Friday, May 10, 2013

Decisions, Decisions

I spoke with an editor at a romance publisher today. It was enlightening, and kind of a little scary.

For the past ten years, I've been writing in some way, shape or form. I've also been keeping up (as best an outsider can) with the romance industry - I've combed through Romantic Times magazines  stalked publishers and agents' websites to see what they were looking for, and followed all the advice I could find (that made sense for me, anyway).

And then, I get so close to publishing. SO. CLOSE.

My manuscript in the hands of editors at major publishing houses? Check. My manuscript in the hands of editors at smaller presses? Check. My manuscript in the hands of agents? Check.

They've all come back with the same kind of comments. Positive feedback: I like your writing. I love the voice. You can write. I laughed out loud

Negative feedback: We just can't market this. This romance sub-genre isn't selling. Readers want your voice...just not in your chosen sub-genre.

Frustrating? Of course. Disheartening?

The fact is, my own reading tastes have changed. Of course they've changed; no true book lover stays stagnant in only one thing. When I first started writing, all I read were time-travel romances. Lynn Kurland, Karen Marie Moning, Janet Chapman. My three favorites, all right there at my fingertips to enjoy. (I admit I haven't read Diana Gabaldon. I know, it's like I blasphemed right there. Forgive me.)

Now, I read many romance sub-genres  such as historicals (Regency England), contemporaries, some romantic suspense (but not a lot, I'm not a fan of heart palpitations, and I get really into a story). There's a "new" sub-genre that's called New Adult, focusing on the early twenty-somethings; I think those would be neat to read. 

But there really hasn't been much that excites me about what's out there for time-travel. 

This is when people may start chiming in with, This is a perfect opportunity to jump in and really blow the socks off of people! or, Your writing can really bring the sub-genre back to its glory days!

But the fact is...I'm not looking to do that. I'm looking to have a career, one that inspires others. I love writing. I love writing about people; the setting is secondary for me. And that's what makes this decision actually rather easy.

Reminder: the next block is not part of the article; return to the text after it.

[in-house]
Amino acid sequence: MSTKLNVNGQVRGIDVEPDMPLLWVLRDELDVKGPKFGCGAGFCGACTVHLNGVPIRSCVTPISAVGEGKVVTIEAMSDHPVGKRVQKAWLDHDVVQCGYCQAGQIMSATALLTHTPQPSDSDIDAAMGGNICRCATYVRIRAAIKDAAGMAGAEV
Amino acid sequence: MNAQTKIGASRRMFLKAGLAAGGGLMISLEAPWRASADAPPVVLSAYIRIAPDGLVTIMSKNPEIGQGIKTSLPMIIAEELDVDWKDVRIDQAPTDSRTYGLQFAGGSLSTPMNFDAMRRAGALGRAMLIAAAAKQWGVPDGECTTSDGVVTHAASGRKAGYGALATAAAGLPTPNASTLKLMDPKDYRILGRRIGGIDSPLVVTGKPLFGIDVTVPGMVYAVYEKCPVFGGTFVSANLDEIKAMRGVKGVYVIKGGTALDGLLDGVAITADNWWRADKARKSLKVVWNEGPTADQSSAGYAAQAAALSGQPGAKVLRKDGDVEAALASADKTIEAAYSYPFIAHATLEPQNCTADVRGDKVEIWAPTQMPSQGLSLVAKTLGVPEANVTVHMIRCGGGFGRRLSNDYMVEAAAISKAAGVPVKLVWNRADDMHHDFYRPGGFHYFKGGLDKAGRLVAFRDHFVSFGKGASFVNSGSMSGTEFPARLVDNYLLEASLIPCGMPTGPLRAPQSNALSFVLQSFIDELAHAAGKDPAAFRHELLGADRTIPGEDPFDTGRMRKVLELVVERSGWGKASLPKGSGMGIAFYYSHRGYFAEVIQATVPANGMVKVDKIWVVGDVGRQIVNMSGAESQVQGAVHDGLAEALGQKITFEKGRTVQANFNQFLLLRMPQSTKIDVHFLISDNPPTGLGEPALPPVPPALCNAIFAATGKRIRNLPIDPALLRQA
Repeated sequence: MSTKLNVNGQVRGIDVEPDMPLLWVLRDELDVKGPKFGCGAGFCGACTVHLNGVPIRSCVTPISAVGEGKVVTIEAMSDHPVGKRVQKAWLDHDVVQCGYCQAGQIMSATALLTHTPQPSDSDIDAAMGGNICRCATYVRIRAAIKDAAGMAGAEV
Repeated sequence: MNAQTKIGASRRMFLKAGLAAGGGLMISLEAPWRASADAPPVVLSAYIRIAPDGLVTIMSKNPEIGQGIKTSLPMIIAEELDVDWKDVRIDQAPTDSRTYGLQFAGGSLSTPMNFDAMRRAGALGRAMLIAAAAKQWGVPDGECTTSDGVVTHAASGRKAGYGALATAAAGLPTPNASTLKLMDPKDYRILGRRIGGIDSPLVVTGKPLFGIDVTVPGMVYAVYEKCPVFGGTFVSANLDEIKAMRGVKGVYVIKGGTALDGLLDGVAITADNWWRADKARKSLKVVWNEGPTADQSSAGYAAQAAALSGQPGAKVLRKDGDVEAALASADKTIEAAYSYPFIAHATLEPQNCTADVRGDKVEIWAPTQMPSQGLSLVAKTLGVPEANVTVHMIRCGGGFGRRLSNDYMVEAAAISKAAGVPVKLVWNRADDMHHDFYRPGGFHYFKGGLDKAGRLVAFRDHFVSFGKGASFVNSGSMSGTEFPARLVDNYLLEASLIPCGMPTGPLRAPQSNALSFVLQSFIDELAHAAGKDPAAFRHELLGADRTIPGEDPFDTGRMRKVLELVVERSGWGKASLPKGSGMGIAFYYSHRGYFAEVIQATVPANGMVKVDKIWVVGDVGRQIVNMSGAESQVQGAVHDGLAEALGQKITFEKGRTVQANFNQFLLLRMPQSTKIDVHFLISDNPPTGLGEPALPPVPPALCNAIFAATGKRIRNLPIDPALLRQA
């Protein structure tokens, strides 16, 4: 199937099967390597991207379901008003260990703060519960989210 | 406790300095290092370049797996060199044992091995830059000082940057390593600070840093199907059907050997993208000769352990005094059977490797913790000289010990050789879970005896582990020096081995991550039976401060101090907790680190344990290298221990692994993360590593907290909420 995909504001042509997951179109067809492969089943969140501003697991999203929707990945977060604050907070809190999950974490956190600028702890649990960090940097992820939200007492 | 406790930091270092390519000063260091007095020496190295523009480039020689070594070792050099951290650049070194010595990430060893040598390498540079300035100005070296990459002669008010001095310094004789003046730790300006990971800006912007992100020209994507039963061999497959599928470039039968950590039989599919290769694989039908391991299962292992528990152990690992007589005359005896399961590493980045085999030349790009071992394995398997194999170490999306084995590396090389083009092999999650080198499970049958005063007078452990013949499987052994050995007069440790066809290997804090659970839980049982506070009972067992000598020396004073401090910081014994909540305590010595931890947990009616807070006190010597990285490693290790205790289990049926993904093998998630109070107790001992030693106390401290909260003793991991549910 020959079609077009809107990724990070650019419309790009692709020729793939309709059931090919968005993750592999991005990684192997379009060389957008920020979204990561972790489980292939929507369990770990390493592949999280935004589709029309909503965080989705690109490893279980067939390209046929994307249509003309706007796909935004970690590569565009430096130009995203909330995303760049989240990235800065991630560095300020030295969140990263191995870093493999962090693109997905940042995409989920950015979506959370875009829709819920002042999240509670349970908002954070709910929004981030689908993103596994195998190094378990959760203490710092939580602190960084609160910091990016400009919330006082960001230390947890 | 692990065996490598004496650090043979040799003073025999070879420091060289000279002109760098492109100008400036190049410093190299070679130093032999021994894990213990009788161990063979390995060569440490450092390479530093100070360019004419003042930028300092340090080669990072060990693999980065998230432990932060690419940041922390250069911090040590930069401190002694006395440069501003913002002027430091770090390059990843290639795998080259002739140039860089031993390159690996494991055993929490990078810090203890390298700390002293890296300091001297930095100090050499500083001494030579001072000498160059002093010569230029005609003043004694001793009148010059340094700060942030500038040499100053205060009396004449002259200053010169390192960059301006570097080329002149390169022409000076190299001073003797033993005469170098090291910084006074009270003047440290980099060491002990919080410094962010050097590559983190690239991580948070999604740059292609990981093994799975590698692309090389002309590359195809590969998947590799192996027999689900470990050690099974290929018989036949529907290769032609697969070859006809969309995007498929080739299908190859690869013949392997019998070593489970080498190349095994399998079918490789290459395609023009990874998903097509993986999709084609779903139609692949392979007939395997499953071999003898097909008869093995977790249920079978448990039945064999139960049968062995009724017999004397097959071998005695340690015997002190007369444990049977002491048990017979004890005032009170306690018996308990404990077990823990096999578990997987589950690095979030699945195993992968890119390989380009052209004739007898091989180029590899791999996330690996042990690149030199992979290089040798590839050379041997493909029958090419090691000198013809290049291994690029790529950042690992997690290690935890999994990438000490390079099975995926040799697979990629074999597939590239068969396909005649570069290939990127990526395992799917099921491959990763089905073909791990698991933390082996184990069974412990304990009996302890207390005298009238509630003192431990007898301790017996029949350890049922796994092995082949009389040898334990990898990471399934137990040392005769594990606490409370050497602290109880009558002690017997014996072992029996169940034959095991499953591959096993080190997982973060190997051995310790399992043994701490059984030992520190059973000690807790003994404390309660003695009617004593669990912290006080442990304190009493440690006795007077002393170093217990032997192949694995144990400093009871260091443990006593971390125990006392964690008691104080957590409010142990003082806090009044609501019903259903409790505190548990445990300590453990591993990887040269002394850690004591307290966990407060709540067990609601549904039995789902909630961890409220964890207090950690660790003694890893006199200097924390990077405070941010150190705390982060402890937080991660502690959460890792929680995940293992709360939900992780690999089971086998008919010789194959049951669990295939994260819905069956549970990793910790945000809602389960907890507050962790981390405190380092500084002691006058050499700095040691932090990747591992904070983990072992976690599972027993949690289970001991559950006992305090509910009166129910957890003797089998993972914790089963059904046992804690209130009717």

I'm hanging up my time-travel pen for now. For now. The market can't support it - and I understand and accept that. In the future (insert groan), when time-travel cycles back as it certainly will, I'll have something ready. And by that time, I'll have made a bit of a name for myself, so perhaps I'll be good enough to have a reader base that will be willing to give it a try, because I've proven to them that I can deliver on a well-told story. (That's always been my goal - a reader base who knows that when they pick up a book of mine, they're in good hands.)

After much work on the time-travel books, it's time to start writing what two editors and three agents have asked me for...and that's contemporary. Present-day people, present-day issues, and present-day setting. 

Letting go of my current book isn't going to be easy, but it's certainly doable. After all, I'm the writer. That means I get to be master of my universe, and right now, another galaxy is in need of creation. I'm on it. For better or worse. But the optimist in me thinks this is definitely for the better...perhaps, even, a happily-ever-after.

1 comment:

  1. Oh, Nancy, what a disappointment for you - after all the work of writing the novel, and getting it noticed and then receiving the great feedback, only to be thwarted by an out-of-favor sub-genre. I like hearing that you've accepted this and are excited about moving forward. It sounds like the publishers are looking forward for your next attempt. I know I am.